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Columnist John E. Hoover is co-host of “Further Review with Hoover & Rew” and can be heard every weekday on The Franchise in Tulsa from noon to 3 p.m. with co-host Lauren Rew. In Oklahoma City, catch him Tuesday, Wednesday and Thursday mornings at 10:25 and every Friday afternoon at 4:05. Listen at fm107.7 in OKC, fm107.9/am1270 in Tulsa, on The Franchise app, or click the “Listen” tab on The Franchise home page. Visit his personal page at johnehoover.com.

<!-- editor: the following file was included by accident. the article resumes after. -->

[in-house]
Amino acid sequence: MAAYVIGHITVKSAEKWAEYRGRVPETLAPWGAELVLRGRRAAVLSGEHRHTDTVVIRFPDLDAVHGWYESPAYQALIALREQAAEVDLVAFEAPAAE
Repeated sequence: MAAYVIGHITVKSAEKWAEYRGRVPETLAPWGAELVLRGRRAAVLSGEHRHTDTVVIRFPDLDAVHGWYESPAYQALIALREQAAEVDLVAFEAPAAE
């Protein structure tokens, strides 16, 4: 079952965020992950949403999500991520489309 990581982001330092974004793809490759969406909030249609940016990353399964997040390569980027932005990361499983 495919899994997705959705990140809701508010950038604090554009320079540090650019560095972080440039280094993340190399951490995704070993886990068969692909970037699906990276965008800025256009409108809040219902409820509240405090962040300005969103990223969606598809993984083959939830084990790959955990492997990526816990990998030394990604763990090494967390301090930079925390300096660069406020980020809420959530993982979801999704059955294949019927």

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Hoover wrote for the Tulsa World for 24 years before joining The Franchise, where he's now co-host of "Further Review" on The Franchise Tulsa (weekdays 12-3, fm107.9/am1270) . In his time at the World, Hoover won numerous writing and reporting awards, including in 2011 National Beat Writer of the Year from the Associated Press Sports Editors for his work covering the Oklahoma Sooners. Hoover also covered Oklahoma State, Arkansas, Oral Roberts and the NFL as a beat writer. From 2012 to 2016, Hoover was the World's lead sports columnist. As a columnist, Hoover won national awards in 2012 and 2014 from the National Athletic Trainers Association for reporting on sports medicine and in 2015 won first place in sports columns from the Oklahoma Society of Professional Journalists. After receiving a journalism degree from East Central University, Hoover worked at newspapers in Ada, Okmulgee, Tahlequah and Waynesville, Mo. He played football at Ada High School and grew up in North Pole, Alaska. Hoover and his family live in Broken Arrow.